Perhaps a quieter start than usual but it is raining and we expect this to build a bit before the march. I’m not worried about numbers as by this point I’m confident this is just going to keep growing. I head off to see what’s happening down at the posh gate – remember the halloumi BBQ. In previous strikes (before I was Hon Sec) this was my picket position so I have a fondness for this spot.
Today, it’s Taiwanese Whisky. I must say it’s lovely. Potent, fruity and with a finish of creamy vanilla and forest bluebells. Every day’s an education at that gate. Thanks Olwyn. Time is against me this morning. I spent too long in the Senate room partly because of the interesting chat and partly because it was dry and warm. Now I’m clock watching as we still have to identify sufficient march wardens, distribute high-vis bibs, build the banner and then collect the occupation from the West Quad. Fast forward through lots of frantic manoeuvres and before I know it, it’s 30 minutes till show time when Glasgow’s finest turn up in vans to escort us to the rally. With the benefit of 20/20 hindsight we would not have taken the march up the stairs 😳
I’m reminded of the Laurel & Hardy film ‘The Music Box’ (the one with the piano). But the guys did a great job. We got in and collected the occupation.
After a wee bit of confusion over which door they were leaving through, they amazingly turned up behind us in the cloisters! How? What? Did they use the cloisters shadows, or more worryingly; have they discovered the underground passages?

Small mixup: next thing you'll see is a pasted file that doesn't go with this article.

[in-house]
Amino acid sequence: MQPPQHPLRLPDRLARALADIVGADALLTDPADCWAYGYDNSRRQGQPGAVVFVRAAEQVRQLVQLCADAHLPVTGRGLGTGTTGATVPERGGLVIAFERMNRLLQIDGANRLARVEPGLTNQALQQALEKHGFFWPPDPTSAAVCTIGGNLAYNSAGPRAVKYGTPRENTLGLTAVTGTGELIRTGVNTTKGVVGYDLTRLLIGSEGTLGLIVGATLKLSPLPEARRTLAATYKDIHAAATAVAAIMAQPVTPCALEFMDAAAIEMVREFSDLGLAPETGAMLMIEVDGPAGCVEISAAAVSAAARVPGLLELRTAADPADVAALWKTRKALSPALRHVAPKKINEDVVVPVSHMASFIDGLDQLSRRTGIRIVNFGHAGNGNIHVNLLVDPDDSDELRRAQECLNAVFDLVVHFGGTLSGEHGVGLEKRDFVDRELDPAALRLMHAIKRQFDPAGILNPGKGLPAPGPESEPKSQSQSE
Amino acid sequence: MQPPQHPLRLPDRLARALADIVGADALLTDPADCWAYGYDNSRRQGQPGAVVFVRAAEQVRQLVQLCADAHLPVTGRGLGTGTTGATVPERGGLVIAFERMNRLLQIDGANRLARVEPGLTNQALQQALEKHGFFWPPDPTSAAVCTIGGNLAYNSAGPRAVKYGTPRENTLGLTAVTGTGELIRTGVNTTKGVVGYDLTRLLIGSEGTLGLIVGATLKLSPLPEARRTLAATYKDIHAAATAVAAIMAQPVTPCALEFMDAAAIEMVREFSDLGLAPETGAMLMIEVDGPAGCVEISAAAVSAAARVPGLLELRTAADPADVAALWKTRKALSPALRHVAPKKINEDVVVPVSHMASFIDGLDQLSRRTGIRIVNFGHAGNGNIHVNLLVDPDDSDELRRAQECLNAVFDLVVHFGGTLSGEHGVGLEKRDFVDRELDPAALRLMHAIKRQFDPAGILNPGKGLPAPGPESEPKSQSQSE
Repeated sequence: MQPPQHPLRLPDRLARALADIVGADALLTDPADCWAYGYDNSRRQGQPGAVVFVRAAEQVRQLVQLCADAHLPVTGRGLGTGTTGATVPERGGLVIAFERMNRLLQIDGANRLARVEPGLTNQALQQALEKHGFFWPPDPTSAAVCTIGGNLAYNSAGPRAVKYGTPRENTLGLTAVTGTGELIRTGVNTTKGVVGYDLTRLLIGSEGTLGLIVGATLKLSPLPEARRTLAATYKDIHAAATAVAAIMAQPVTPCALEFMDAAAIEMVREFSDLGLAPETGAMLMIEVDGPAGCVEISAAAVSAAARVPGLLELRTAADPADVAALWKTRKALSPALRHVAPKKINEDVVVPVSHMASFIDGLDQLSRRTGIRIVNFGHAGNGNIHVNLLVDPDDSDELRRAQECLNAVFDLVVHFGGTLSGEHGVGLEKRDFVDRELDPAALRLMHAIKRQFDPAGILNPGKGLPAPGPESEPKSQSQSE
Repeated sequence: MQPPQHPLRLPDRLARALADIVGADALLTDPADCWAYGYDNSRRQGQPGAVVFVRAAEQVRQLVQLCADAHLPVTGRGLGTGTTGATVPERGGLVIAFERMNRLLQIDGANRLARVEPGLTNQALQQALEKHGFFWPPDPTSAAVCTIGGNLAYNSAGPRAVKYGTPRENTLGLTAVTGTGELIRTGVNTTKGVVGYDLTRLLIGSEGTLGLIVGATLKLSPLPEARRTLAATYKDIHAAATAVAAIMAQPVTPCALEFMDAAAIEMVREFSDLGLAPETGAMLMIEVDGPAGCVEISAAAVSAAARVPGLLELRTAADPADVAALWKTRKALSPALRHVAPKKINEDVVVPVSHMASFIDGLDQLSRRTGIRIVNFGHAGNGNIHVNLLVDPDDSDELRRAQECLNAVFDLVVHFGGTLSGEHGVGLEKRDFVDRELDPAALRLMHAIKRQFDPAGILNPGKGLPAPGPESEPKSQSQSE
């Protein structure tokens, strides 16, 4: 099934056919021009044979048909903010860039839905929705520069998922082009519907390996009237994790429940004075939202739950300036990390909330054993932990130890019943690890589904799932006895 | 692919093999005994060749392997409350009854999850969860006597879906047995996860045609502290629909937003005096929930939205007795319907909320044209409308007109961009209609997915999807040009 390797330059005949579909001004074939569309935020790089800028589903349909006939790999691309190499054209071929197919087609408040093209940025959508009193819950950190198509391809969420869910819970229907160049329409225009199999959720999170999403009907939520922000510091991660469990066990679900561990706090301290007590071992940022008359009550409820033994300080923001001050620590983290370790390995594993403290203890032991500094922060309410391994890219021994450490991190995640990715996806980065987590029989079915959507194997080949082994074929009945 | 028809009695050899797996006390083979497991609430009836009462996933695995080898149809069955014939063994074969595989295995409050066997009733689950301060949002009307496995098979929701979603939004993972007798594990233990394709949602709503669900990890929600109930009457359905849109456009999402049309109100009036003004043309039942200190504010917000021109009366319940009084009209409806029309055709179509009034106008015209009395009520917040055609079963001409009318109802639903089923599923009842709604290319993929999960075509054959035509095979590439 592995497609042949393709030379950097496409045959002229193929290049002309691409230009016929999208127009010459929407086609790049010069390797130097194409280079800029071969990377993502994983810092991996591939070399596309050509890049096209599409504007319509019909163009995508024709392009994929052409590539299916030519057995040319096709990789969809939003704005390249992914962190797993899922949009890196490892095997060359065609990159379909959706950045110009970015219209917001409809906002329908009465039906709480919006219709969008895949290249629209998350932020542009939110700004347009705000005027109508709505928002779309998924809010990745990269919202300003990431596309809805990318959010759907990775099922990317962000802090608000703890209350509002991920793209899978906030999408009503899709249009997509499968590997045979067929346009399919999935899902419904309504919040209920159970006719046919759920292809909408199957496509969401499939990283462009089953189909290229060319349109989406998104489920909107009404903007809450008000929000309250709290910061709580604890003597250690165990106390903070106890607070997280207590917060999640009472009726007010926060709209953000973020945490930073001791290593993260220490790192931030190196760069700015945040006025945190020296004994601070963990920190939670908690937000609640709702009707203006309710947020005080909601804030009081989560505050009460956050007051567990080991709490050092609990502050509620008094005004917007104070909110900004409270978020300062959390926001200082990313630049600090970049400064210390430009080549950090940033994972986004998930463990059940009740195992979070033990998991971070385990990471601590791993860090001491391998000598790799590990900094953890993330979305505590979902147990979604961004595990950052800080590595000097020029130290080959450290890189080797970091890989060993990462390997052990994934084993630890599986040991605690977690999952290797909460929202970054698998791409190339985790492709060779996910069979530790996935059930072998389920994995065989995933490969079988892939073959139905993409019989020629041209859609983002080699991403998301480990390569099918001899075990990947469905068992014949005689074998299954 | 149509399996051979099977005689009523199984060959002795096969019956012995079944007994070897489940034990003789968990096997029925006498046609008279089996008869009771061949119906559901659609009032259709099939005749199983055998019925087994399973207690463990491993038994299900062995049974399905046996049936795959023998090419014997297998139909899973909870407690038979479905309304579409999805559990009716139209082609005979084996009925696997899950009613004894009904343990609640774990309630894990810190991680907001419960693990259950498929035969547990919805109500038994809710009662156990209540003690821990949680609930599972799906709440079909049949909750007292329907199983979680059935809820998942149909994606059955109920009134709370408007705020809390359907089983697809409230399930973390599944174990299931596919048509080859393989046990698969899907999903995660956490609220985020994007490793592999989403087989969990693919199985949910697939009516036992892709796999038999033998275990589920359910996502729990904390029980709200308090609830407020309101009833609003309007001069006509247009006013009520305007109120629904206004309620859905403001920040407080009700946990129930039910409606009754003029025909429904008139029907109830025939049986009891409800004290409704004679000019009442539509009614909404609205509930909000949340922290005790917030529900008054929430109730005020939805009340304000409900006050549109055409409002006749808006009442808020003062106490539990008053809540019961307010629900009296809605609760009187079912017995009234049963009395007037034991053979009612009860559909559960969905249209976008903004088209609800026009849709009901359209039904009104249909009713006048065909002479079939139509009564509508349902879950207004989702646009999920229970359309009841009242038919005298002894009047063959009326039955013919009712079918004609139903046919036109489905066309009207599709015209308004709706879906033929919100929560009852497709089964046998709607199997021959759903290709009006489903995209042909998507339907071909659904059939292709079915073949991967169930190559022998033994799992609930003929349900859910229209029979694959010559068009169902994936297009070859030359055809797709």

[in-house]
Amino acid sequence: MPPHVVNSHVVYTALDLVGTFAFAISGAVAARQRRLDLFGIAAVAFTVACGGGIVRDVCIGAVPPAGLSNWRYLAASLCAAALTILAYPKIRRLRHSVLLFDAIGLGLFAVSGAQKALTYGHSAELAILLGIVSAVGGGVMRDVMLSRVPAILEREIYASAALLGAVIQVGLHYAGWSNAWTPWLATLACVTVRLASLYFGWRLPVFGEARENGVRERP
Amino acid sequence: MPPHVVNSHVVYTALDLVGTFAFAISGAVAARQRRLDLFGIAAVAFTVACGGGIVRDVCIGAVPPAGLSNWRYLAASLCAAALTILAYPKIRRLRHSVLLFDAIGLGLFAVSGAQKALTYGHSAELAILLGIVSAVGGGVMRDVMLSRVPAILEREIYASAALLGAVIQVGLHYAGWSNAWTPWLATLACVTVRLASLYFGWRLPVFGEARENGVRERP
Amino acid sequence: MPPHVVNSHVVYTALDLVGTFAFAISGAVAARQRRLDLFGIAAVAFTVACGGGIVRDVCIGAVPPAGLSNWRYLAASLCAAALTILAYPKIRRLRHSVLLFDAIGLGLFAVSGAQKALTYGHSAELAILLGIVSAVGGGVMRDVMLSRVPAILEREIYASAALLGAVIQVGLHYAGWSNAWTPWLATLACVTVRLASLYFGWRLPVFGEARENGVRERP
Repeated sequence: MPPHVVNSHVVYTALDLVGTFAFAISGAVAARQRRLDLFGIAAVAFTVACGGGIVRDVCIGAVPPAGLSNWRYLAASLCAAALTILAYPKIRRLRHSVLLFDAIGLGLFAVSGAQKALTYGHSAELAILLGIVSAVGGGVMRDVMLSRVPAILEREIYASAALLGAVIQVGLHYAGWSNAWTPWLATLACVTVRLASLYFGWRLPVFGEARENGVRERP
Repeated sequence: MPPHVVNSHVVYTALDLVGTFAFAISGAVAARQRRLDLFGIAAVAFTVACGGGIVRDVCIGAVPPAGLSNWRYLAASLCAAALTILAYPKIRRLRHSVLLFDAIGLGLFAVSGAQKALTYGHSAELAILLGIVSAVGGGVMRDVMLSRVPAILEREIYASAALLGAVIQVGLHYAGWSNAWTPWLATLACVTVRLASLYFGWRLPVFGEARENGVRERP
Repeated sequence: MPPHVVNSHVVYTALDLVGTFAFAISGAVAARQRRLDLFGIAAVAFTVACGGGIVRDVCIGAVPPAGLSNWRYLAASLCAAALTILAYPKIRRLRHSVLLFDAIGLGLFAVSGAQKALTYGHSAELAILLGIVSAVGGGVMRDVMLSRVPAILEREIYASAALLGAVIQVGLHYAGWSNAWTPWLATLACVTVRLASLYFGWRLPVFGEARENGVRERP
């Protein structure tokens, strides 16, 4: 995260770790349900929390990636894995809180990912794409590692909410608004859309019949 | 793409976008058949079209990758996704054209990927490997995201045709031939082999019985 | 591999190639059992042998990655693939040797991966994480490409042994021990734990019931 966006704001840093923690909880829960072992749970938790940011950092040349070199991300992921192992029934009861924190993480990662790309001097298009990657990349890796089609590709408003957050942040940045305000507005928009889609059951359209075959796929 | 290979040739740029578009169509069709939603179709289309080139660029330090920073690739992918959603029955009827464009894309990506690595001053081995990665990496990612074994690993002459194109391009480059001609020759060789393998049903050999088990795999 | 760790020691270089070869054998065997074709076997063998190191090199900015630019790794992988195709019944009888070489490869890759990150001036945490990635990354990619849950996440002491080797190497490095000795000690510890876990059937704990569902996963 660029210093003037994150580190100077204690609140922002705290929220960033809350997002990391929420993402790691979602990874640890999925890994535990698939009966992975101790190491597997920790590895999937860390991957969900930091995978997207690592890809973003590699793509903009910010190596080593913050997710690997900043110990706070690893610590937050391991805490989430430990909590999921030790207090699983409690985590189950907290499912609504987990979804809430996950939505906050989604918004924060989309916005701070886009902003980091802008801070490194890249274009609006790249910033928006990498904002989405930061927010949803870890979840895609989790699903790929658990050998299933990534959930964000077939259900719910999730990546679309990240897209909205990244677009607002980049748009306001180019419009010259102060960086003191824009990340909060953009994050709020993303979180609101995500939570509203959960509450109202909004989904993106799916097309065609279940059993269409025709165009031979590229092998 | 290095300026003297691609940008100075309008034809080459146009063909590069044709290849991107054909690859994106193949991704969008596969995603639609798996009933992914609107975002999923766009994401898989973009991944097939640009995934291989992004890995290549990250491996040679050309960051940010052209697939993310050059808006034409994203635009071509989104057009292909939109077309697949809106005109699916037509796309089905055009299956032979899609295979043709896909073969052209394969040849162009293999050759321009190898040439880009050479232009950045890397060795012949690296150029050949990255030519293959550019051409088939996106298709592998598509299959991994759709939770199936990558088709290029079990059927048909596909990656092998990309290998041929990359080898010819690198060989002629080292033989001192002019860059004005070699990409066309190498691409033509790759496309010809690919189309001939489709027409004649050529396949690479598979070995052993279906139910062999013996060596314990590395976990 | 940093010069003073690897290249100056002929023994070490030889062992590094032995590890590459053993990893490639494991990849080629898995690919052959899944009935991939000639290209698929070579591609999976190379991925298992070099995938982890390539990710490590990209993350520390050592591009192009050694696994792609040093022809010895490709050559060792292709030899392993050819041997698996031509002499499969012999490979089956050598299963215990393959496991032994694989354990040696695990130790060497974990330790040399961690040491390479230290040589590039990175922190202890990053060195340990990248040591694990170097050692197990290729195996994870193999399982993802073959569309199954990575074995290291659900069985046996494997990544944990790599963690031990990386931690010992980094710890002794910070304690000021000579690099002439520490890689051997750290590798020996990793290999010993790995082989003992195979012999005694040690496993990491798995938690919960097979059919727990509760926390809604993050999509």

With the full team assembled we marched off into town;
The Vanguard was setting a pretty healthy pace. Which is tough work for the banner-men who were carrying a main-sail that could easily service a 36 foot yacht in a light breeze. And so we arrived at exactly the place stipulated by the Glasgow City Council Processions Officer; the North West corner of George Sq where the pavement is bevelled to permit easy access (who knew?). Time for quick photo op.
Good to see at least one student maintaining a stoic struggle face. Wait a minute, is that Ruby our chant leader – ‘hey, hey, ho, ho, these pension cuts…..’ . Ruby played a big part in this action and she deserves a special mention. Thanks.
Great to see Crichton with their new banner. And then the speeches. I didn’t quite catch the first speakers name. I think she said Beyoncé. Full marks to UCU Scotland in securing such a high profile compère though.
We were joined by the Fire Brigade Union, and their rep gave a blistering speech in which she recounted the brazier on the picket-line incident that they were called out to. I can’t help but think there was a missed opportunity for further humour there…
There were another few speakers and then we headed home. The last in word in this though goes to a student. After the rally we got a taxi to take all the placard sticks, bibs and the banner back to the office. 3 of us then headed out for lunch; me, Maggie (the UCUG administrator) and the @UCUG-twitterer (tweeter?). We collected two dead placards from the main gate and kept walking. We were soon approached by a rather flustered looking young student. He asked, ‘is the strike still on?’. We assured him, ‘yes, for the rest of the day’. ‘Oh thank God’, he says, ‘that means I haven’t missed my tutorial’. True story, I have witnesses. Solidarity for ever.
See you all next time.